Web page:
Best Saving Strategies for The New Year


Successfully reaching savings goals involves both short term and long term strategies. Everyone is different when it comes to spending and saving priorities and habits. Focusing on strengths helps you create a plan that will work for long term success.

Savings accounts can be used as an emergency fund, for annual goals like vacations and holiday spending, or to pay for intermittent bills like a quarterly insurance payment or annual taxes. Establishing a savings account can prevent or reduce debt accumulation when unexpected or intermittent bills come due. The challenge is often not in the lack of understanding the value of having a savings account, but in the implementation and finding “extra” money to fund a savings account adequately.

Short term saving strategies have the ability to jump start savings goals and increase balances quickly to gain momentum. Ongoing long term daily habits will help change spending patterns, which lead to regular deposits into your savings account. Setting a specific goal that can be tracked and measured will allow you to recognize success as balances grow.

Once you have money earmarked in your budget for savings, immediately put it into a separate account that is not readily accessible. Online accounts and separate banks are a common strategy to separate money and make it harder to get to, while still giving you access when needed. This step reduces the temptation to spend the money on impulse purchases.

Jump Start Savings

Sell unused items. Selling unused items will reduce clutter, give you a sense of moving forward, and put money in your savings account, all at the same time. Go through your closet or garage and sell anything of value that you are not using. Clothes, tools, work out equipment, and small kitchen appliances are among common items that seemed like a good idea at the time, but may be collecting dust. For a more thorough cleaning go through every item in a room and ask yourself if you need it and if it matters if you get rid of it.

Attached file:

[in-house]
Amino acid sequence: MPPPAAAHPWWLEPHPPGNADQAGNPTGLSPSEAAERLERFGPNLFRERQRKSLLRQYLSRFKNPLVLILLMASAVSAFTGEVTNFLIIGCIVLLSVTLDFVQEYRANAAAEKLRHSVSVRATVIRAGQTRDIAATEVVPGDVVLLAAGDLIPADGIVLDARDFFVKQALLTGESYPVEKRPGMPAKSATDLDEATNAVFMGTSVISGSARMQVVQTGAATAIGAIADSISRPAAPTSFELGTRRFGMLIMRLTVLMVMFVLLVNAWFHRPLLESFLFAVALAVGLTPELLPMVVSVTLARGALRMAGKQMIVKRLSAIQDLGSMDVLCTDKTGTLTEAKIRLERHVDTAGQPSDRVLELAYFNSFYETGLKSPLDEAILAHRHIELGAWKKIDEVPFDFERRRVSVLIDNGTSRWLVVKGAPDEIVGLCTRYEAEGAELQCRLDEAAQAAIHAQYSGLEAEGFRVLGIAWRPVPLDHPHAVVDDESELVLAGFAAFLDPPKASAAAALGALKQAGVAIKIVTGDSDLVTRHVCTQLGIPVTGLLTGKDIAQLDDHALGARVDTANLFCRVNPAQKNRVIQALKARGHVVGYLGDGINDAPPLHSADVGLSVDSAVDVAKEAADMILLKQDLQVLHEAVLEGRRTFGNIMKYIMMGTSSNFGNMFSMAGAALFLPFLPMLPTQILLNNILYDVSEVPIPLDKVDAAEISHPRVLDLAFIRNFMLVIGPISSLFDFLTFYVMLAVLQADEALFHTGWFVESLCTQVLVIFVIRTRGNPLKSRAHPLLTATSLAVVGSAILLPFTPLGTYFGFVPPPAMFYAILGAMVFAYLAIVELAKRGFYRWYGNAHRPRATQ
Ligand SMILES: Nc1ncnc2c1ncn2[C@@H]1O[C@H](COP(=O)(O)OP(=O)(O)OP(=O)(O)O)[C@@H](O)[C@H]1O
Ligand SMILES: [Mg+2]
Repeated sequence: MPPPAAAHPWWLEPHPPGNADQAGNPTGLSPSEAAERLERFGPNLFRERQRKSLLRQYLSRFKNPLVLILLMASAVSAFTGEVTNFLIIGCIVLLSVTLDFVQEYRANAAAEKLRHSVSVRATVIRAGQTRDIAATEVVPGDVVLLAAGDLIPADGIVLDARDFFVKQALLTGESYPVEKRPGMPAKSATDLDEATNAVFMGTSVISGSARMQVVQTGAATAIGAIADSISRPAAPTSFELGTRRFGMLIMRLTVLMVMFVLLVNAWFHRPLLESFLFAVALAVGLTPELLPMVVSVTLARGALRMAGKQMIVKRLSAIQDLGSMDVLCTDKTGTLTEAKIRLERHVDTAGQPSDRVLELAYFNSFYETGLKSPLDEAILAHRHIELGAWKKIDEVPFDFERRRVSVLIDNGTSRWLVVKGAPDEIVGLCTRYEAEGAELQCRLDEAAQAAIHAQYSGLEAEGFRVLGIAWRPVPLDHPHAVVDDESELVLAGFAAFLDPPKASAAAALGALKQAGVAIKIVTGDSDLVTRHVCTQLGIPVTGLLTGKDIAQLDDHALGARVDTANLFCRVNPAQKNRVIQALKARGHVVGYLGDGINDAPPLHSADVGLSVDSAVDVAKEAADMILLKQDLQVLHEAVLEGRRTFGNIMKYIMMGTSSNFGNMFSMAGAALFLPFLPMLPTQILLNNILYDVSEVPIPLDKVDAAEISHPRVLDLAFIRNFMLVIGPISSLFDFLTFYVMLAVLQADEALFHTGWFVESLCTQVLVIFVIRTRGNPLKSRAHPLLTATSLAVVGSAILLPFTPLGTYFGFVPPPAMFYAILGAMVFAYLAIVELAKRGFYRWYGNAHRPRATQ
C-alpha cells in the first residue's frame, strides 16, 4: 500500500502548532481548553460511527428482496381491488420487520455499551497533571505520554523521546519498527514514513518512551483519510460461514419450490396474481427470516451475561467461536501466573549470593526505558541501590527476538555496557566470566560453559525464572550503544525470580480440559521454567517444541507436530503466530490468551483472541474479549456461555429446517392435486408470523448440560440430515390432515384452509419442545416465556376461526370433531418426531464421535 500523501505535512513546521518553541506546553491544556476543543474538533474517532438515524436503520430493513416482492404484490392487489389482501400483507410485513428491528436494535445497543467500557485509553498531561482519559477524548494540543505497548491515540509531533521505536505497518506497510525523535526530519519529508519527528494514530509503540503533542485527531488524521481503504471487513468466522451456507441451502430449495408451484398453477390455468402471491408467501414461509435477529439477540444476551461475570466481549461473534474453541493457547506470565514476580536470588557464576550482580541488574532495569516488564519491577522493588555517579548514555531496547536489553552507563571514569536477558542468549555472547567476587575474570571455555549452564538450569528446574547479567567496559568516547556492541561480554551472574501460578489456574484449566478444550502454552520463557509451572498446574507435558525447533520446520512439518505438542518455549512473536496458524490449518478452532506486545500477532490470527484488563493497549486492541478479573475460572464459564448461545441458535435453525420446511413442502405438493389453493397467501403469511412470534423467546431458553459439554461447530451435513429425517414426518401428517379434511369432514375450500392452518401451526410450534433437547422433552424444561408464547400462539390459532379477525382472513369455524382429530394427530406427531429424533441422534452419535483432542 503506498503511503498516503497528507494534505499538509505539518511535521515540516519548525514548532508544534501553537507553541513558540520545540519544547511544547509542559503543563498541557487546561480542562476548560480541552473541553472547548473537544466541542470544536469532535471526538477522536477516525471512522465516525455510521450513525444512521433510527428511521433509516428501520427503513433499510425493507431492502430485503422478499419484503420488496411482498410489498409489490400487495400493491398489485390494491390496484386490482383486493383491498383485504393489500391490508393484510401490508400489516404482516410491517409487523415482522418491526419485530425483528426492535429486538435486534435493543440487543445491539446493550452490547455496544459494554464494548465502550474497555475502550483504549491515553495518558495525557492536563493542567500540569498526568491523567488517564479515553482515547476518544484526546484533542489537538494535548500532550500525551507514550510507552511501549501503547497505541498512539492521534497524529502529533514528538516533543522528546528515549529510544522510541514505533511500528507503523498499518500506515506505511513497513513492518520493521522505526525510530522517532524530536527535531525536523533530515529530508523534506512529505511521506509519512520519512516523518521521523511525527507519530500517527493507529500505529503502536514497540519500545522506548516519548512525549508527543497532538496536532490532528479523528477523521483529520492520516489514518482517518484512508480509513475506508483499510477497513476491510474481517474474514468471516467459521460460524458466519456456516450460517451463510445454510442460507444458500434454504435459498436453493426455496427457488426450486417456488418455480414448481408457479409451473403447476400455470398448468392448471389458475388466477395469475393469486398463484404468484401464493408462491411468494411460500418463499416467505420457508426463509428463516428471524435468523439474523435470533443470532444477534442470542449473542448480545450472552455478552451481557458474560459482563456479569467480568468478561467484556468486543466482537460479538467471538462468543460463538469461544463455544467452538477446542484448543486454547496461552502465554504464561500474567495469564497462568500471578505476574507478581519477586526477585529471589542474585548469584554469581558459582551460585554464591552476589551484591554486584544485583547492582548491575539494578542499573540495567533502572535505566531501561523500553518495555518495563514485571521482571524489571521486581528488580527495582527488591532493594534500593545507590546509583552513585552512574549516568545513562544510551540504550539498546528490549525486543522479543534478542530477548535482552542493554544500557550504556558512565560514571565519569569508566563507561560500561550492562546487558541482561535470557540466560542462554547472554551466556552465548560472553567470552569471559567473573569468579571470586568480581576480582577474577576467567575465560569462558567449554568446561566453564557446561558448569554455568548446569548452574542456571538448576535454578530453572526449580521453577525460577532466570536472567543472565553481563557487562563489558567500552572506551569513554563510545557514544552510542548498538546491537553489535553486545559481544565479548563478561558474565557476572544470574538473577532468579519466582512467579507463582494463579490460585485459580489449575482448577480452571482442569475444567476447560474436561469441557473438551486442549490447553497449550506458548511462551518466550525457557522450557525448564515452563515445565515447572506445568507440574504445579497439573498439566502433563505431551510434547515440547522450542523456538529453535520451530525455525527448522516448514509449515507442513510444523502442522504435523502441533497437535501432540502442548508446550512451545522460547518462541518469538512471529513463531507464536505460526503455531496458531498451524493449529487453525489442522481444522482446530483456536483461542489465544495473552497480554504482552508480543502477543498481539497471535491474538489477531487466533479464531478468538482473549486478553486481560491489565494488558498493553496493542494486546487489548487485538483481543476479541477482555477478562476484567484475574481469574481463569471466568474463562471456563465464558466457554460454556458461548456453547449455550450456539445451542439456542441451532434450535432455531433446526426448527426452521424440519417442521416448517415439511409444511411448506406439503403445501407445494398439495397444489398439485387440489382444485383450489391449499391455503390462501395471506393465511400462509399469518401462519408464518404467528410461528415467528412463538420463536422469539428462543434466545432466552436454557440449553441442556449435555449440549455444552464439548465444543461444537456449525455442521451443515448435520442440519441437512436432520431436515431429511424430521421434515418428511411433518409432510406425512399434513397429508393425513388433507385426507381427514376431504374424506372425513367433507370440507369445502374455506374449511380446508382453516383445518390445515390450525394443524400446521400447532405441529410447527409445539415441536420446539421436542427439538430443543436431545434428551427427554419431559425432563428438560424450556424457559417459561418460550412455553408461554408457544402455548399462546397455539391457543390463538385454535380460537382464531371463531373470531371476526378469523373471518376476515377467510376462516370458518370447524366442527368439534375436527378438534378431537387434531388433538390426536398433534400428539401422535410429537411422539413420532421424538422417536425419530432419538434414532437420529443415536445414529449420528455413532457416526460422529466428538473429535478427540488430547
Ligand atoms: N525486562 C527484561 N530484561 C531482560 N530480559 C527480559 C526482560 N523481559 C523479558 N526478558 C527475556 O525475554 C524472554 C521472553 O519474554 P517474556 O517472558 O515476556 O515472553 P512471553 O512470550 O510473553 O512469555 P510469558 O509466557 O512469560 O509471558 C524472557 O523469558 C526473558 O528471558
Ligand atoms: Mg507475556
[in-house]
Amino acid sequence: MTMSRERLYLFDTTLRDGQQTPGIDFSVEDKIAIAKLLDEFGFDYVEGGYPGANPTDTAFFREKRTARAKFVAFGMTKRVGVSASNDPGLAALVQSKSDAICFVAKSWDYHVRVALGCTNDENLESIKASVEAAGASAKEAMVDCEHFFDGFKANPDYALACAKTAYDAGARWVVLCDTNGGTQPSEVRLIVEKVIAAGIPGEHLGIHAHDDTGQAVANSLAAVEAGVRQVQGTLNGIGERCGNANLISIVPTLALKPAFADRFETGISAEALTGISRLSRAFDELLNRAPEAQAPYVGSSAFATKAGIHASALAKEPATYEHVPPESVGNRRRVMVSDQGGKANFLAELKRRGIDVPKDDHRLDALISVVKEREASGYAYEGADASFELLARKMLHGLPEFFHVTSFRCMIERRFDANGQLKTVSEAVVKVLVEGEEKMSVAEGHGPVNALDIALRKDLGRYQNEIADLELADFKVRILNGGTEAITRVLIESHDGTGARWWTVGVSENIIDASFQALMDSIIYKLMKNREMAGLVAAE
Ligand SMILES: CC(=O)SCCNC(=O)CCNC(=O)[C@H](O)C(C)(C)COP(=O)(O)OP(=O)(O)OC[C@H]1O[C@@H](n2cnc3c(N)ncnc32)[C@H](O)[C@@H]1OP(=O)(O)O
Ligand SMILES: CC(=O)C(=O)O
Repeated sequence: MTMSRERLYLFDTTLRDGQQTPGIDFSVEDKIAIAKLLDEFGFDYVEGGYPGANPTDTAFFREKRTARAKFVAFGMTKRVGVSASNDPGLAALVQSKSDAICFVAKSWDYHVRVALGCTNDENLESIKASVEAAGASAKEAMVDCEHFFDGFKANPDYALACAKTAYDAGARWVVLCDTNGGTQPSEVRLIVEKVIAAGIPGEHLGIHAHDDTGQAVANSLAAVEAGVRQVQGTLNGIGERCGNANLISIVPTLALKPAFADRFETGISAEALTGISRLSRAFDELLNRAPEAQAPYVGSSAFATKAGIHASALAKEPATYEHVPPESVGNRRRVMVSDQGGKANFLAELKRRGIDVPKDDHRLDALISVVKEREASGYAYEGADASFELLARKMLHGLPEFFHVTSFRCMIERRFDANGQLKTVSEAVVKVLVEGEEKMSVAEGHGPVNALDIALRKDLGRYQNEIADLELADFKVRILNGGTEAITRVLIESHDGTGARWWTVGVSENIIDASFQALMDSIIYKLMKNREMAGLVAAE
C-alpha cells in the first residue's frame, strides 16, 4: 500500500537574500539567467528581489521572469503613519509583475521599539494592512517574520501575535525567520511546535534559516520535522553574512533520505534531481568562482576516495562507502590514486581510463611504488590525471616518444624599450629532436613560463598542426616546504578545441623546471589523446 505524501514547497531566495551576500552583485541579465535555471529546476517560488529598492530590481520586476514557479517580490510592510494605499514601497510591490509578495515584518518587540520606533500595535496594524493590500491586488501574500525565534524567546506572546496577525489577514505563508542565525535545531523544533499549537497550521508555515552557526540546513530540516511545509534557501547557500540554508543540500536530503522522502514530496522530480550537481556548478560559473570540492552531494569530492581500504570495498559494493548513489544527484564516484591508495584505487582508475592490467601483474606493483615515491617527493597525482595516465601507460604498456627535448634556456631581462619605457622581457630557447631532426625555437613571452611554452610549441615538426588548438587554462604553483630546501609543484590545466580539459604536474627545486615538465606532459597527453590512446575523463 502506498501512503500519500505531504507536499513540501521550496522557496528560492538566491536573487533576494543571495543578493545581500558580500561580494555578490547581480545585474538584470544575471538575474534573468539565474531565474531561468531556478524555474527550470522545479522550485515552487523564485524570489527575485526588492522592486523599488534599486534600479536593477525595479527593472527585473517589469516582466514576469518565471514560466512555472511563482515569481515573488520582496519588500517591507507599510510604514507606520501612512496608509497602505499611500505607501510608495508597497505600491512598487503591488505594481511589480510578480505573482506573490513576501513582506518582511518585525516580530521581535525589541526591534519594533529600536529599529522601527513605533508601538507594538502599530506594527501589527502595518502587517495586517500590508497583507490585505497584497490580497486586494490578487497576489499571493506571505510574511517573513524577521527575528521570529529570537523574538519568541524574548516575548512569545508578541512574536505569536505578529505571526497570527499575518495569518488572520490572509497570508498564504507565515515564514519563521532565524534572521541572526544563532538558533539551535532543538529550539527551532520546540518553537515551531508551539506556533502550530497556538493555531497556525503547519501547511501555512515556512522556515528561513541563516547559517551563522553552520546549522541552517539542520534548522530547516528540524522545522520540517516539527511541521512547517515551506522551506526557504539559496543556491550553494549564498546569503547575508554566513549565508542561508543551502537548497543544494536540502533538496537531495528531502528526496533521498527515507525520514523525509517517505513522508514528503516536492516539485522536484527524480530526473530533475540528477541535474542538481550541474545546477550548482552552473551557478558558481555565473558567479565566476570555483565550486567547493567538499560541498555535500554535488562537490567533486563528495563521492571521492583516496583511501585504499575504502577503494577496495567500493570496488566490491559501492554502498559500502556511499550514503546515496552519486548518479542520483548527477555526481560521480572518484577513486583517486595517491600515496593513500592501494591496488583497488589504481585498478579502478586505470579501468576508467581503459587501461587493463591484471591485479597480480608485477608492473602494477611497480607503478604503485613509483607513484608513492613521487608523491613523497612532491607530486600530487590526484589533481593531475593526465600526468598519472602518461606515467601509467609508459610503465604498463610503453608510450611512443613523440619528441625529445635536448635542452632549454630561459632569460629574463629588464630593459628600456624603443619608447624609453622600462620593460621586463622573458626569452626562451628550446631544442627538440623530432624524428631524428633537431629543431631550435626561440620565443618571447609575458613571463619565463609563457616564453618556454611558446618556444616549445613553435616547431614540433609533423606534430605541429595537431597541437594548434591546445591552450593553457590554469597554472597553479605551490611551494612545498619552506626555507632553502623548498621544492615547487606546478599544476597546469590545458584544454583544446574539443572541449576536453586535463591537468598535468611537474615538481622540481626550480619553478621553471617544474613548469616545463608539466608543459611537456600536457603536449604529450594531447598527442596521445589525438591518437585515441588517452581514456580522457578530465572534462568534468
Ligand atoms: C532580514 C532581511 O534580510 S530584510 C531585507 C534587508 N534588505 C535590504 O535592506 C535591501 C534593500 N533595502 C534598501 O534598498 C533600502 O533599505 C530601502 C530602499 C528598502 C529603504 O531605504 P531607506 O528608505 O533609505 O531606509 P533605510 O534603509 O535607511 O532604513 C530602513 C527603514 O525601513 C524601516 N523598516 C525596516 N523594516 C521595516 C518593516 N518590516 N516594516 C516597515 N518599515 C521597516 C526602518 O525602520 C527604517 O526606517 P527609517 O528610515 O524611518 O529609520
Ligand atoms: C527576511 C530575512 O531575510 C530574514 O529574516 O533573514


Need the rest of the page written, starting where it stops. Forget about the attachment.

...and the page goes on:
Quit or reduce expensive habits. Some habits are so routine you don’t even think about them. Whether it is smoking or a $5 daily Latte, habits that drain your wallet can be bad for both your financial and physical health. Regular gambling or lottery ticket purchases can siphon money from higher priority items to feed an addiction. They can be both expensive and difficult to change but will bring significant savings when eliminated.

Negotiate rates and fees. Look over each bill and statement for one month looking line by line for fees and charges that have little or no value. Can you get cell phone insurance elsewhere for less? Could you raise your deductible on your auto or home insurance to reduce costs? Call credit card companies and request a rate decrease. Eliminate cable channels you don’t watch or downgrade to a plan with fewer channels. Late payments and overdrafts can be prevented through automating your financial payments and deposits.

Evaluate transportation options. Is it necessary to drive to work each day? Own two or more vehicles? Could you walk or bike to work or when running errands? Is a bus or train available that might eliminate a vehicle? Is carpooling an option? Could you work from home a few days a week saving gas and vehicle wear and tear?